Fremont’s Daniel Hsu breathing fresh air into age-old piano traditions
By Elijah Ho
Silicon Valley is the creative epicenter of the technological universe. The land of Zuckerberg, Sandberg and Brin has nurtured such fertile minds as Menuhin, Stern and Fleisher, heirs to century-old creative traditions. But sometimes, even the oldest traditions can hit refresh and learn a thing or two from new, unhindered ones.
Daniel Hsu, a native of Fremont, is now in the process of absorbing both, and he watches as the two worlds pass each other by. Saturday at the Trianon Theater in San Jose, the Steinway Society presents Hsu, 19, in his first Bay Area concert since his prize-winning performances this summer at the prestigious Van Cliburn International Piano Competition in Fort Worth, Texas. (He won the bronze medal and captured two best-performance awards.)
When it comes to piano-playing, Gary Graffman, 89, a pupil of Vladimir Horowitz, has seen it all. The former Curtis Institute director remembers the day a 10-year-old boy auditioned against roughly 100 applicants — many of whom were older — and came out on top.
“Daniel played many wrong notes that day, but he was exceptionally musical,” recalls Graffman. “He developed very quickly. By 12 or 13, he was already terrific, not just very talented, but really accomplishing all kinds of things at the instrument.”
Hsu’s prodigious musical gifts would take him from 3rd grade at Weibel Elementary in Fremont to one of the most prestigious music conservatories in the country, following in the footsteps of siblings Ashley and Andrew, who are Curtis alumni.
Ironically, it was there, in the artistic haven of Curtis, that Hsu’s Silicon Valley roots began to surface. He developed an interest in computer programming, and with the help of friends, contributed to the creation of Workflow, a prize-winning app that was acquired by Apple in March of this year.
“Tech is the thing right now. Everybody wants to get in,” Hsu tells me from Curtis in Philadelphia. “One thing I’ve observed in the tech world is how people come together and solve problems. I wish I lived at a time when music was that way.”
While the tech world offers practical solutions for widespread, everyday use, classical music seems to operate in reverse. Composer Arnold Schoenberg believed, “If it is art, it is not for all.” But technology, with its vast popularity, is quickly changing the rules of the game. “I know a lot of engineers who consider their work to be art,” Hsu says. “Just look at what engineers and designers did with phones. It was conception, execution and creation, and that’s what art is.”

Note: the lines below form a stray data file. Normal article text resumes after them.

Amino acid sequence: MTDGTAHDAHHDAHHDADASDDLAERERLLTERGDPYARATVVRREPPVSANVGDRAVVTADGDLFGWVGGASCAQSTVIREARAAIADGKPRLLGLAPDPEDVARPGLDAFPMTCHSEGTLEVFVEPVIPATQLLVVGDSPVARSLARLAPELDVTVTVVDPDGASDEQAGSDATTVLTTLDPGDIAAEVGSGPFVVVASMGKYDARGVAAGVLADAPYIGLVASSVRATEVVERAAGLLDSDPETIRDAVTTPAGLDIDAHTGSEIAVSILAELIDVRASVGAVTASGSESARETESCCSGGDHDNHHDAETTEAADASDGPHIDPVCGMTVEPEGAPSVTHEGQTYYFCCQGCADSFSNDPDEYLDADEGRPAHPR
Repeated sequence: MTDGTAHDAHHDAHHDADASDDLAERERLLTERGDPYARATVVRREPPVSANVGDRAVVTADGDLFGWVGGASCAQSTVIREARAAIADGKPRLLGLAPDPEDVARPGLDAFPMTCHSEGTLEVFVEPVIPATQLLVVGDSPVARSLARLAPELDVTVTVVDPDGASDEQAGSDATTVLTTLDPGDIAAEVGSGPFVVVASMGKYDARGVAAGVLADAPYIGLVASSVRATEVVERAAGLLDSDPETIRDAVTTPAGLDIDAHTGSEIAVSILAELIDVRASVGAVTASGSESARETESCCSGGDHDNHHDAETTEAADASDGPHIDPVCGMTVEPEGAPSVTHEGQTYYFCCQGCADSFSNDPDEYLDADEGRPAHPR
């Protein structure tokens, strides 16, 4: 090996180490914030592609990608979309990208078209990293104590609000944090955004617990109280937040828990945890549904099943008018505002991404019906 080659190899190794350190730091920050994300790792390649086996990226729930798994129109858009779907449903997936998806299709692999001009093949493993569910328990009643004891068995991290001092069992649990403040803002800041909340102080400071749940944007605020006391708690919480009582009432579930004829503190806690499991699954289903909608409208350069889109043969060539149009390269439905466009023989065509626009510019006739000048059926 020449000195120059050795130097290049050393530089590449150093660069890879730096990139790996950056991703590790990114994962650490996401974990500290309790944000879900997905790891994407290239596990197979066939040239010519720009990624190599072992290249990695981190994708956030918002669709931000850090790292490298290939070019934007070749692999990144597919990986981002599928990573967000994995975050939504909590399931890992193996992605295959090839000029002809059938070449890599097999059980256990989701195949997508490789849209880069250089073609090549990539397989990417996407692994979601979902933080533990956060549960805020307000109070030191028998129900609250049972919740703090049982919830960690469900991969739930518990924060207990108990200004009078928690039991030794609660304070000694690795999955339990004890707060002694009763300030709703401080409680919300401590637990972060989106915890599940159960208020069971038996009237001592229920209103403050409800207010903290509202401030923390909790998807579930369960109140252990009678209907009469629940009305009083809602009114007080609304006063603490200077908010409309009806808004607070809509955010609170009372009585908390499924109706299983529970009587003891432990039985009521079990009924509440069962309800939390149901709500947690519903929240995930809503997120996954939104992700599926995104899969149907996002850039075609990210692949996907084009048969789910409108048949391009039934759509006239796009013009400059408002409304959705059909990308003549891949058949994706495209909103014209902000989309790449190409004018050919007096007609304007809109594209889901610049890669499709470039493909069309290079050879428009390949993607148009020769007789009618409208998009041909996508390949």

Definitions of art are rarely agreed upon, but older traditions tend to have one thing in common: They’re steeped in reliable values — some in the form of close-minded beliefs. One fixation that appears to linger in classical circles is that of race.
“Racism is a deep problem that seems like it will always exist,” Hsu says. “It’s silly to say, just because you’re not German, that you’re incapable of understanding or playing German music. Of course, if you’re playing a work written by a German composer, immerse yourself in the history and the culture. But music has been and always should be a universal language.”
While the tech world currently grapples with sexism, Hsu believes classical music is guilty of a different form of dereliction: nostalgia. In stark contrast with current hiring habits in Silicon Valley, youth is often underappreciated. “They say young people are insensitive, that we just play things. One of the comments I hear most is, ‘You’re young, you don’t understand x-y-z’, and that goes even beyond music.”
Fortunately, keener minds in classical circles are seeing the light. Dang Thai Son, winner of the 1980 International Chopin competition, witnessed Hsu’s gifts firsthand when he coached the younger pianist on Schubert’s Impromptus, which will be performed Saturday in San Jose.
“Rarely do I hear a young person place music-making above winning a competition,” Dang says. “The most impressive thing about Daniel is his sincerity toward music: The truth comes both from his mind and his heart. It was a great joy to work with somebody so young, so self-critical and richly endowed with determination and talent.”
In spite of age-old problems in music, Hsu continues to hone the phenomenal talent that’s been garnering attention since he was a boy in Fremont. Because for all the attractions of the tech world, music itself never disappoints in its unique beauty.
“In music, there isn’t really a problem to solve, but there are many solutions,” Hsu says. “If it were about a single solution and how closely we arrive at it, it wouldn’t really be art. The beauty of music is everybody has something different to say. We really just need to listen to each other.”
THE STEINWAY SOCIETY
Presents pianist Daniel Hsu in a recital of music by Bach-Busoni, Chopin, Hamelin and Schubert
When: 7:30 p.m. Dec. 9
Where: Trianon Theatre, San Jose
Tickets: $40-$60; 408-990-0872, www.steinwaysociety.com